Unix & Linux Stack Exchange is a question and answer site for users of Linux, FreeBSD and other Un*x-like operating systems. Join them; it only takes a minute:

Sign up
Here's how it works:
  1. Anybody can ask a question
  2. Anybody can answer
  3. The best answers are voted up and rise to the top

I have to inspect a growing log in real time, and I found an issue that makes me miss some lines (I can't understand exactly what lines) using tail -f or tailf, grep and cut.

I use grep because I want to filter lines containing a specific word, and then cut -c -NUM because some lines are very long and I don't want them to wrap in my terminal window.

Here is a minimal example, in which I'm watching a sample log made of "Nth line" lines, filtering for word "line", missing all lines in this case (obviously ^C is me killing the process):

$ tail -n 3 -f log

13th line
14th line
15th line

$ tail -n 3 -f log | grep --color=never 'line'

13th line
14th line
15th line

$ echo $COLUMNS


$ tail -n 3 -f log | grep --color=never 'line' | cut -c -$COLUMNS


Note that this issue occours only with tail -f (or tailf), grep and cut combined. If I do not use grep in the middle, or cut at the end of the pipe, there's no missing line. If I replace tail -f with tail or cat, no problem. You can see every possible case in this longer example.

I'm on Ubuntu 13.04, GNU coreutils (tail, cut) version 8.20 and GNU grep 2.14.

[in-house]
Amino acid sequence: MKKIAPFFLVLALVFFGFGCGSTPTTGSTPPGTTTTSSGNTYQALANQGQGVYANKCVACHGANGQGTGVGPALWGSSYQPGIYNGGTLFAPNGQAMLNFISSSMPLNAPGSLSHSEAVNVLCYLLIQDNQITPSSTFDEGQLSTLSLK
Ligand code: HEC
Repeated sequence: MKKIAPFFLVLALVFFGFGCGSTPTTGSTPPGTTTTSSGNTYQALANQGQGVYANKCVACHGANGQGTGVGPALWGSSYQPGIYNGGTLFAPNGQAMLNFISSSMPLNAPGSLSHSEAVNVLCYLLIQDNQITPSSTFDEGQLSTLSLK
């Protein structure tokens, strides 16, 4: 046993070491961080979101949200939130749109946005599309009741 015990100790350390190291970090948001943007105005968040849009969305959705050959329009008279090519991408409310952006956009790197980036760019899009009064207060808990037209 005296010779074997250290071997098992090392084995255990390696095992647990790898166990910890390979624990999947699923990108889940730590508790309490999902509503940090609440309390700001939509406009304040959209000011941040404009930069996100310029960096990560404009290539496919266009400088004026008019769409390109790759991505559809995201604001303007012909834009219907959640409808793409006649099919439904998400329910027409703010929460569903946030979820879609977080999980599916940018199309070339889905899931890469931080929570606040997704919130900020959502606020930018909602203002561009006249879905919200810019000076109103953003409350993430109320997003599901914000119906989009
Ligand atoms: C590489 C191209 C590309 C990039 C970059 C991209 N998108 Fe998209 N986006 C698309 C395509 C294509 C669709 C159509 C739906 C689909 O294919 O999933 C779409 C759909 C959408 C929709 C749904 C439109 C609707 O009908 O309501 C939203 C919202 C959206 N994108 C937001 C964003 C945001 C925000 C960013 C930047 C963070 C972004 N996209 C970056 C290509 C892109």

share|improve this question
up vote 4 down vote accepted

The problem with your example is buffering between grep and cut. The data will only by passed along the pipe when the buffer is full (4kB on my system).

Try adding --line-buffered to grep to have it flush the buffer after each line.

share|improve this answer
Thank you very much! So grep uses a buffer only when piped into another command? – lorenzo-s Jul 4 '13 at 10:20
The buffering is standard behavior of libc, it's not specific to grep. By default output to a terminal is line buffered, and gets flushed every line. Otherwise, the output is fully buffered. This includes piping to another command, redirecting output to a file and/or processes that are not attached to a terminal (e.g. cron jobs). – David Baggerman Jul 4 '13 at 10:59

Your Answer


By posting your answer, you agree to the privacy policy and terms of service.

Not the answer you're looking for? Browse other questions tagged or ask your own question.